Pelargonium campestre (Eckl. & Zeyh.) Steud.
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PELARGONIUM NOTES
Nomenclator Botanicus 2nd ed. 2 (1841) 284
Section Hoarea

Habit
Deciduous geophyte, 60-90(-140) mm tall when in flower. Tuber turnip-shaped or elongated. 

Leaves
Green, lamina simple or irregularly pinnatisect, ovate, base cuneate, apex acute to obtuse, margin entire, irregularly serrate to deeply incised, 15-50 x 7-35 mm, pinnae ovate, 15-20 x 5-10 mm, adaxially glabrous or sparsely hirsute, abaxially sparsely hirsute and with long glandular hairs along the veins, margins ciliate with long appressed stiff hairs. Petiole 10-52 m, prostrate to erecto-patent, sparsely hirsute with patent hairs interspersed with short glandular hairs. Stipules subulate, adnate to petioles for half their length, (4-)8-15 x 2 mm.  

Inflorescence
Scape, bearing 2-4 pseudo-umbellets, each 5-9-flowered. Pedicel ca. 0.5 mm.


Sepals
5, lanceolate, apices acute, 7-12 x 1.5-3.5 mm, posterior one erect, others recurved, green. Hypanthium 12-22 mm long, densely covered with long glandular hairs. 

Petals
5, white, claws connivent, forming a trumpet-shaped floral sheath, apices patent, posterior two spathulate, claws linear, apices rounded or emarginate, 14-23 x 4-5.5 mm, anterior three spathulate, bases attenuate, apices rounded or emarginate, 14-23 x 4-5.5 mm.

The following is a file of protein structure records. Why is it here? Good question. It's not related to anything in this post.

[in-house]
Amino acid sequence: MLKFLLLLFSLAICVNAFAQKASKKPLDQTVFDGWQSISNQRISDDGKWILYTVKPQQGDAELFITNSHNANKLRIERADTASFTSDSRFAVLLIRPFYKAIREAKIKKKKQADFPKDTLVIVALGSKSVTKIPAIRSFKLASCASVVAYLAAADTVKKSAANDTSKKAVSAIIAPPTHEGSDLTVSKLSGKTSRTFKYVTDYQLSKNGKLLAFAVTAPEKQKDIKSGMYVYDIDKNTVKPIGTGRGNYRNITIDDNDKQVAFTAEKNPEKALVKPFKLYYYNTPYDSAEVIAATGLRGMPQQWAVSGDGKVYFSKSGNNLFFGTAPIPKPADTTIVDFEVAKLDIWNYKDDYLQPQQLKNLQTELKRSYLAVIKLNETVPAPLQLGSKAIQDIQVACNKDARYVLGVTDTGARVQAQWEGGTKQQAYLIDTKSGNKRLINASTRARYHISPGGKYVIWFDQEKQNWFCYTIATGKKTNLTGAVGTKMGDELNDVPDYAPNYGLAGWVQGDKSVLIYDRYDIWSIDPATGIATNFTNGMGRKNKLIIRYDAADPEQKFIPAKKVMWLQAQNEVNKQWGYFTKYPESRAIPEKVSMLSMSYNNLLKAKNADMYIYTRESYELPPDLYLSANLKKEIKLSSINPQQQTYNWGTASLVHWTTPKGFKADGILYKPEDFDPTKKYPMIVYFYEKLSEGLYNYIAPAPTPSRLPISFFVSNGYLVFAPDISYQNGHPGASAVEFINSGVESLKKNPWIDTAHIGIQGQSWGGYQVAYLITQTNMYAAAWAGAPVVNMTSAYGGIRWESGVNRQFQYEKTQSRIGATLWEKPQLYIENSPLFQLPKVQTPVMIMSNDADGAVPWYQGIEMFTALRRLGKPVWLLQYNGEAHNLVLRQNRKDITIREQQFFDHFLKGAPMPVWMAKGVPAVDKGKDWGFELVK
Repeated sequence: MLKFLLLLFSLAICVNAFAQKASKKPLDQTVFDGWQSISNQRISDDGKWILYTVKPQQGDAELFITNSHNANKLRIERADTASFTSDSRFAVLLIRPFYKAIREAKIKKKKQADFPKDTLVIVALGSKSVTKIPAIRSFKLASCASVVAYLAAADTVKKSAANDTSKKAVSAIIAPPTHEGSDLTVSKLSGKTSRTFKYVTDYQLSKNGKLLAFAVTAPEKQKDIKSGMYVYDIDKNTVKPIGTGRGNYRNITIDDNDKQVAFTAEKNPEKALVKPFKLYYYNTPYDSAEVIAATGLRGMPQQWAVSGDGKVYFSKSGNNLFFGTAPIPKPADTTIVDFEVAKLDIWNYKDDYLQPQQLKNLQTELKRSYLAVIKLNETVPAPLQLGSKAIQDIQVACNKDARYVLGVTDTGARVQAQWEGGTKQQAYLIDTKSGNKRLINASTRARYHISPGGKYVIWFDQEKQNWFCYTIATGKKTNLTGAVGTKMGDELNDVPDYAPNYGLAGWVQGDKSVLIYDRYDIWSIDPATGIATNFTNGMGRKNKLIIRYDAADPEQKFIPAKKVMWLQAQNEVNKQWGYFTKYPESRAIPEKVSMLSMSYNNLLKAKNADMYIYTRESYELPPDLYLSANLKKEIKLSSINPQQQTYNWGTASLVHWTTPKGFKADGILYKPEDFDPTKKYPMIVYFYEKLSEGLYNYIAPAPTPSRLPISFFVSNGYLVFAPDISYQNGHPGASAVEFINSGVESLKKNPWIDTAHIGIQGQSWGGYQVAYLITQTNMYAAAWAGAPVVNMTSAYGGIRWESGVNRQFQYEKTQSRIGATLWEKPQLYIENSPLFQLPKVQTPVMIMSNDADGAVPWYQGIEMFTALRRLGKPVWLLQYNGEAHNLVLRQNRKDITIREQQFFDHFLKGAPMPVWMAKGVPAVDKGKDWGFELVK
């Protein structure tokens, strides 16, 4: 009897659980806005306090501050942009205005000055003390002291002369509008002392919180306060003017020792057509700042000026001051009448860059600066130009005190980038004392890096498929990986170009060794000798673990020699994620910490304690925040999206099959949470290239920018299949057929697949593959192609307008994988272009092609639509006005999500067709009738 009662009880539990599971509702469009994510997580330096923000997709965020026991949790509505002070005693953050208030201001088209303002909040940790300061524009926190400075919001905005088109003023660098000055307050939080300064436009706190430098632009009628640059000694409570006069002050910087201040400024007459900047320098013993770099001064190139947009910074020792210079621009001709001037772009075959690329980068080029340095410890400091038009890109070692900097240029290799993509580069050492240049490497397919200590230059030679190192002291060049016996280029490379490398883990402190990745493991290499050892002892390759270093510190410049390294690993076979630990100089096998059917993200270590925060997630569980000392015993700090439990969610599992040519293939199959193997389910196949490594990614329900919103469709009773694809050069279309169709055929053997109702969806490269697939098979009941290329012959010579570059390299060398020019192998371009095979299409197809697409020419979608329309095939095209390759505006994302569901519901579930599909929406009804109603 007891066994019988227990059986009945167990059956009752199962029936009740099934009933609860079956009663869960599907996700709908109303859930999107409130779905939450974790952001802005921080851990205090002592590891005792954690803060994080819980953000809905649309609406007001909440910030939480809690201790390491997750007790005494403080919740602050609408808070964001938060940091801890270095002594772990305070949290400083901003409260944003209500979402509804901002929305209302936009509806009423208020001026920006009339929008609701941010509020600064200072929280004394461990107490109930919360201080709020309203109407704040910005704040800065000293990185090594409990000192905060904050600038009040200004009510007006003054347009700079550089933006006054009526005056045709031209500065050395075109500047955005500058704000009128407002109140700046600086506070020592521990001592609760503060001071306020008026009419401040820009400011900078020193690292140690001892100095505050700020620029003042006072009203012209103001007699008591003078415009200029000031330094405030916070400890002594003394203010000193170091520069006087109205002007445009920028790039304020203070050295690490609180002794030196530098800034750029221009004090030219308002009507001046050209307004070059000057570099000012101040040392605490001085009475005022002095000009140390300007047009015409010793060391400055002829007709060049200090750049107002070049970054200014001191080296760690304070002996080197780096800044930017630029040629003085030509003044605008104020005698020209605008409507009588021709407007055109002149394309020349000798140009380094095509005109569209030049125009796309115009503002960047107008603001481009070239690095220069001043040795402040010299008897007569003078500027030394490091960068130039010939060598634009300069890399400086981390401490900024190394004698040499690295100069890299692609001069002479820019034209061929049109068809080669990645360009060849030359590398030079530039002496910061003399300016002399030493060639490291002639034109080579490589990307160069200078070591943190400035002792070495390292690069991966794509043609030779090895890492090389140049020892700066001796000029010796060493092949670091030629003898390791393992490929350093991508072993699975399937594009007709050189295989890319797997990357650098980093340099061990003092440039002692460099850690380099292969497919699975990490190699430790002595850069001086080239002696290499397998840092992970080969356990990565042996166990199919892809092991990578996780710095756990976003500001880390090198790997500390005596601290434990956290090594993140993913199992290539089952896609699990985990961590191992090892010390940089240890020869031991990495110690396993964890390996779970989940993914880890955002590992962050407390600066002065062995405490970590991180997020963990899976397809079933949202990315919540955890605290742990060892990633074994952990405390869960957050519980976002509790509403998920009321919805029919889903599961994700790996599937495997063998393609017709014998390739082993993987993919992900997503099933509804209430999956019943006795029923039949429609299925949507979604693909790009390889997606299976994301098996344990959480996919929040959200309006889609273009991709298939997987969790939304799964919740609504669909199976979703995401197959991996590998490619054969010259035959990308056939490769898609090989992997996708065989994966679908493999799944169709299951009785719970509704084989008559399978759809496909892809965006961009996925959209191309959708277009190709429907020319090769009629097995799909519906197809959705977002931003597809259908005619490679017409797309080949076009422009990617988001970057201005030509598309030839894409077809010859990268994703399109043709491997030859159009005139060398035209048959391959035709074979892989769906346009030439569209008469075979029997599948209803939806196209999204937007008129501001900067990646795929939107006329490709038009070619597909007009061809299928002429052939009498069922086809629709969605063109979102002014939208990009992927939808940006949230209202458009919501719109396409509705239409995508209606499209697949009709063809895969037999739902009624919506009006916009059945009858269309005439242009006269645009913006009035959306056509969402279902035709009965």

Stamens
5 fertile, protruding from the flower, posterior one 6-10 mm, lateral two 8-11.5 mm, anterior two 9-13 mm, staminodes white, pollen orange.

Distribution

 
Habitat

P. campestre is not a widespread species, although it is frequently found in cultivation. It grows in grassveld and karooid vegetation from Grahamstown to Port Elisabeth, often in dense thorny scrub, as pictured above. The rainfall is fairly abundant and at 400-600 mm it can fall at any time of year. P. campestre flowers from October to December and can be confused with P. auritum var. carneum, which also grows nearby, although the petal shape is very different. P. campestre is a small species that flowers profusely and over a long period.


The coastal thicket is a damp affair with abundant species (pictured above is Monsonia emarginata, another showy Geraniaceae species) as well as insect life. While looking for P. campestre in the suburbs of PE, the mosquitoes were so numerous and so tedious that I rapidly turned back after having spotted only two plants. 

Literature
E. M. Marais, Taxonomic Studies in Pelargonium, Section Hoarea (Geraniaceae), PhD Thesis, University of Stellenbosch, 1994.


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